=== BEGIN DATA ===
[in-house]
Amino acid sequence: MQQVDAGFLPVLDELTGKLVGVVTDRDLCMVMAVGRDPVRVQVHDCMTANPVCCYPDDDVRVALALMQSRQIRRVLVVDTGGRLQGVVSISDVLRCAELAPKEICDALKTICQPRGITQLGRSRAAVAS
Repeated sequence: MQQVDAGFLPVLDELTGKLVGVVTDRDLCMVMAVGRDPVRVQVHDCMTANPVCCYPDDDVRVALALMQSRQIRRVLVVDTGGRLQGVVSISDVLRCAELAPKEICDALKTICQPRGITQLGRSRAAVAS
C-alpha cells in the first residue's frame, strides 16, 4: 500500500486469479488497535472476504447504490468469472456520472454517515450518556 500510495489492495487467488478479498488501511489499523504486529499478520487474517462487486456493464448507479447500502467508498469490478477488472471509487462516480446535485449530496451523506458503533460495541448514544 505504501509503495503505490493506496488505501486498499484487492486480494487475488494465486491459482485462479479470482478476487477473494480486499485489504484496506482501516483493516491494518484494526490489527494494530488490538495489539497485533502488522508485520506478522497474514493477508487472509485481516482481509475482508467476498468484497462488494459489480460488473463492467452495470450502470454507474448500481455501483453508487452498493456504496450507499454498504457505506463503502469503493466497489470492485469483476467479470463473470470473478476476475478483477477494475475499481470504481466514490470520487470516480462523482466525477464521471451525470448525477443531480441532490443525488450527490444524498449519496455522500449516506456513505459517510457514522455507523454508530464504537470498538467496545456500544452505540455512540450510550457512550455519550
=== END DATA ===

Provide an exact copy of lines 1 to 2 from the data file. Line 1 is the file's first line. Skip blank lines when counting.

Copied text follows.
[in-house]
Amino acid sequence: MQQVDAGFLPVLDELTGKLVGVVTDRDLCMVMAVGRDPVRVQVHDCMTANPVCCYPDDDVRVALALMQSRQIRRVLVVDTGGRLQGVVSISDVLRCAELAPKEICDALKTICQPRGITQLGRSRAAVAS